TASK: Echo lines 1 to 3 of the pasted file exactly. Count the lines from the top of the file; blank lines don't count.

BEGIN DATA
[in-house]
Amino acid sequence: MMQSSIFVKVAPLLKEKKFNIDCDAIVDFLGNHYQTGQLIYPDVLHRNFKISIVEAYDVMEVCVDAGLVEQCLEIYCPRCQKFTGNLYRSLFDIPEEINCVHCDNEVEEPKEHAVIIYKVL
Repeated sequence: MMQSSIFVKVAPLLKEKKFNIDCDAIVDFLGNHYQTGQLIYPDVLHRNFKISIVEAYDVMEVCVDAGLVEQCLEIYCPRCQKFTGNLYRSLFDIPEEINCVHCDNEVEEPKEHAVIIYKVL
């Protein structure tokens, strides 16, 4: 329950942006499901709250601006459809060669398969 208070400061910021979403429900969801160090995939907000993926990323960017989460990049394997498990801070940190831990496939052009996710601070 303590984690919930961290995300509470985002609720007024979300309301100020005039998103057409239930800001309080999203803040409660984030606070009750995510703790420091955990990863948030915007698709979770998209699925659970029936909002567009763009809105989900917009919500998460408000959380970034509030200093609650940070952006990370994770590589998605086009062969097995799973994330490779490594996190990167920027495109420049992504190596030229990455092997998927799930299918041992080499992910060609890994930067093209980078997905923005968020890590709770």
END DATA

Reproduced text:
[in-house]
Amino acid sequence: MMQSSIFVKVAPLLKEKKFNIDCDAIVDFLGNHYQTGQLIYPDVLHRNFKISIVEAYDVMEVCVDAGLVEQCLEIYCPRCQKFTGNLYRSLFDIPEEINCVHCDNEVEEPKEHAVIIYKVL
Repeated sequence: MMQSSIFVKVAPLLKEKKFNIDCDAIVDFLGNHYQTGQLIYPDVLHRNFKISIVEAYDVMEVCVDAGLVEQCLEIYCPRCQKFTGNLYRSLFDIPEEINCVHCDNEVEEPKEHAVIIYKVL